Colorado Attorney General Phil Weiser joined 37 other states and territories' attorneys general on Wednesday to ask Congress to pass the legislation that would allow marijuana businesses to access to the banking system.
The Secure and Fair Enforcement (SAFE) Banking Act, HR 1595, is sponsored by Democratic U.S. Rep. Ed Perlmutter of Arvada and has 173 co-sponsors, including Colorado's three other Democratic representatives.
Colorado's marijuana industry has generated more than $6.3 billion in sales in the past five years, almost entirely in cash. For years it has has coped with a lack of access to banking services because the Drug Enforcement Administration continues to label marijuana as a Schedule 1 drug. That means that companies that sell marijuana, even legally in dozens of states, can't get bank accounts.
The solution, according to Colorado lawmakers, state elected officials and members of Congress, is for Congress to pass legislation allowing those businesses to obtain bank accounts.
What makes the attorneys' general action unique is that it is now an official policy of the National Associations of Attorneys General. The group only adopts official actions when it has both bipartisan and super-majority support from the nation’s attorneys general.
After the bill was introduced, the National Organization for Reform of Marijuana Laws said in a statement: "Hundreds of licensed and regulated businesses do not have access to the banking industry and are unable to accept credit cards, deposit revenues, or write checks to meet payroll or pay taxes. This situation is untenable. No industry can operate safely, transparently, or effectively without access to banks or other financial institutions. Congress must move to change federal policy so that these growing number of state-compliant businesses, and their consumers, may operate in a manner that is similar to other legal commercial entities."
State treasurers, including Colorado's Dave Young, have also lent support to the SAFE Act. In an April 30 letter, 17 state treasurers wrote to the House Financial Services Committee, pleading with them to pass the bill.
It's to the benefit of both the businesses and the federal government, the treasurers said. Cash-only environments are a public safety risk, they wrote. On the law enforcement side, allowing those businesses access to banks will provide law enforcement with the tools to ensure the businesses are operating legally and avoid situations like money laundering, they explained.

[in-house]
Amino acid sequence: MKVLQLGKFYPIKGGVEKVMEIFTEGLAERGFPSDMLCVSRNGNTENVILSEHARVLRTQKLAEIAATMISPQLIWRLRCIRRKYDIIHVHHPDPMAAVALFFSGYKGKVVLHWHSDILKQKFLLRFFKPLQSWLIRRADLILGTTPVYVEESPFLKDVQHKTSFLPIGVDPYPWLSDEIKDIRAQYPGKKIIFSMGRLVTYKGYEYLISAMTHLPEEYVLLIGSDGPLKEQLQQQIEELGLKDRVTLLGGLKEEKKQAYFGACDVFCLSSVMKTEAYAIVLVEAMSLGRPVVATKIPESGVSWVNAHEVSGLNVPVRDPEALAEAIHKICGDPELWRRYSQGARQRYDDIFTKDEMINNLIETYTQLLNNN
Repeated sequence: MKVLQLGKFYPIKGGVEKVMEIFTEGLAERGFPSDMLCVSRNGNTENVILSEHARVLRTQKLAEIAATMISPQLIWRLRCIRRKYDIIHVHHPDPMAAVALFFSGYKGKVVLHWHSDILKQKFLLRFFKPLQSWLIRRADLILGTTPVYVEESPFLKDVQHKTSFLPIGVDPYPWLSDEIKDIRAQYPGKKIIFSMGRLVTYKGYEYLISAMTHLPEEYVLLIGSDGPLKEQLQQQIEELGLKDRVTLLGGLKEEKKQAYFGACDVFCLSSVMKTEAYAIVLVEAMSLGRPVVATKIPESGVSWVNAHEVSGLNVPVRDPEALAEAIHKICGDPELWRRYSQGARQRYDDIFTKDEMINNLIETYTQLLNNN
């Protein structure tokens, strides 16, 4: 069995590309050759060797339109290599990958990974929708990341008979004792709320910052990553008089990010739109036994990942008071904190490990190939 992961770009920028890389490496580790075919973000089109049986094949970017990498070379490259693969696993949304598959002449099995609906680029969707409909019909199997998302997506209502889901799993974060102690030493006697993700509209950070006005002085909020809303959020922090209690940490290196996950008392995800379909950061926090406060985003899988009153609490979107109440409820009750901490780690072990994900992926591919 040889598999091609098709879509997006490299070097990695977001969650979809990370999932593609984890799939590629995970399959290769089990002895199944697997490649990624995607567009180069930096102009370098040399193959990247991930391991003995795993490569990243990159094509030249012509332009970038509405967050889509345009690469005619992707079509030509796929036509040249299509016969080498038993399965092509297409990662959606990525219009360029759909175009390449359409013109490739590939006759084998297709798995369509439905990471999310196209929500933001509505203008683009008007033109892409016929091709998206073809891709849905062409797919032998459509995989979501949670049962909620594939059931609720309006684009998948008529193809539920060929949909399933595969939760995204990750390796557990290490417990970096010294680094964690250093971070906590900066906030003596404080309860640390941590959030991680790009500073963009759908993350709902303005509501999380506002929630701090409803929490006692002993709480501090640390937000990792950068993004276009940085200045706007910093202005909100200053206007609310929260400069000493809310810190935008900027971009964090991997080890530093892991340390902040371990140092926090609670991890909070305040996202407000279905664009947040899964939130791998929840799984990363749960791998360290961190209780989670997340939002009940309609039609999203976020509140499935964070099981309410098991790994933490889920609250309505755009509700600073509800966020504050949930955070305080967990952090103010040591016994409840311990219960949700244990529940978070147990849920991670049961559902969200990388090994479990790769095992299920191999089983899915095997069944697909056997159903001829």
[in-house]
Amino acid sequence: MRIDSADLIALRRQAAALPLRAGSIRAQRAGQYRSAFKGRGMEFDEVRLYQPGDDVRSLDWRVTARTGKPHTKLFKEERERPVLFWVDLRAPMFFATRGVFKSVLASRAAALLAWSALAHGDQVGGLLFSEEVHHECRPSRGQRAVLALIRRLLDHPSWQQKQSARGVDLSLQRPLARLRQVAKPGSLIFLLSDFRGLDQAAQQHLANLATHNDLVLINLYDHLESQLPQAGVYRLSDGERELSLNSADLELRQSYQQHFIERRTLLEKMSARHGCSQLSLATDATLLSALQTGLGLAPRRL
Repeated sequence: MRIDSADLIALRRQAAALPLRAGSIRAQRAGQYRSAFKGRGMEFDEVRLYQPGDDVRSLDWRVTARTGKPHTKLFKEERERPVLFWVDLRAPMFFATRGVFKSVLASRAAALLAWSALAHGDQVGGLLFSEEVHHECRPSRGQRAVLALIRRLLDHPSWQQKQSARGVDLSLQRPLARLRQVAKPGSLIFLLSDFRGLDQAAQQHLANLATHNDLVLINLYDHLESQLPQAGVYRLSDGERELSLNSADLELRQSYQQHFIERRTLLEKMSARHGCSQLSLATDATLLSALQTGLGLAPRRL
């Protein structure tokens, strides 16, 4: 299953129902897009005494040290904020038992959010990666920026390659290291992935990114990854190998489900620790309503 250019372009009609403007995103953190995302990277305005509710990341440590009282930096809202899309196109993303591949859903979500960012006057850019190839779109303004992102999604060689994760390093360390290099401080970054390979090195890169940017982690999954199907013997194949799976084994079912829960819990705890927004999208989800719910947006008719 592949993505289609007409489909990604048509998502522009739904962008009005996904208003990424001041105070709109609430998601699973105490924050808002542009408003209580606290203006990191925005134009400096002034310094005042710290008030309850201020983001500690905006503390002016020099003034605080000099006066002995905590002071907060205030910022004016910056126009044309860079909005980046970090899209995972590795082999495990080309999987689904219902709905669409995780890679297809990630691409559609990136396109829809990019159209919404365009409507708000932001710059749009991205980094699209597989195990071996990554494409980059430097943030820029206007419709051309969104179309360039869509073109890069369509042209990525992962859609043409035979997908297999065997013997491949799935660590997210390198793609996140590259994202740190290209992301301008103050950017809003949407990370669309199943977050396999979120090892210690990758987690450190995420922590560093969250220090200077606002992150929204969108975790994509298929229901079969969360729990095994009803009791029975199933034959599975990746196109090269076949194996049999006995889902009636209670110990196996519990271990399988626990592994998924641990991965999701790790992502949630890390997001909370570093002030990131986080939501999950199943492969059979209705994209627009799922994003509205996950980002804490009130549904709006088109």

The attorneys general call to action added that, despite "contradictions between federal and state law, the marijuana industry continues to grow rapidly. Industry analysts estimate 2017 sales at $8.3 billion and expect those totals to exceed $25 billion by 2025."
Yet because revenue is handled outside of the regulated banking system, "businesses are forced to operate on a cash basis," according to the call to action. "The resulting grey market makes it more difficult to track revenues for taxation and regulatory compliance purposes, contributes to a public safety threat as cash-intensive businesses are often targets for criminal activity, and prevents proper tracking of billions in finances across the nation."
According to the treasurers' letter, 34 states, three U.S. territories and the District of Columbia have legalized medical marijuana. Ten states and Washington, D.C., have legalized recreational marijuana.
In March, the House Financial Services Committee voted 45-15 to send the measure on to the House Judiciary Committee's Subcommittee on Crime, Terrorism and Homeland security, where it has sat since April 8.
The measure's support is growing, especially among the banking industry. According to a statement Wednesday from Perlmutter, the bill has the backing of the Credit Union National Association, Independent Community Bankers Association, America Bankers Association, Mid-size Bank Coalition of America and the Electronic Transaction Association.
Law enforcement and a multitude of national insurance groups also back the bill, according to Perlmutter's statement.
Colorado lawmakers tried in 2014 to set up a co-op, like a credit union, for marijuana businesses. The problem is that the co-op still needed approval from the Federal Reserve, and that never happened.
However, a credit union known as Fourth Corner sued the Federal Reserve back in 2015 and in 2018 won the right to a master account that would allow it to cash checks and conduct other financial transactions with cannabis businesses in Colorado.
But that still hasn't happened; the credit union would need deposit insurance from the federal National Credit Union Administration, which has so far denied the applications. Fourth Corner sued over that, too, but lost.
Should the credit union get up and running, however, it wouldn't do the marijuana dispensaries or the companies that own them any good. The Federal Reserve made it clear that the credit union could offer accounts to non-plant marijuana businesses like those dealing with packaging or technology.
Dispensaries need not apply.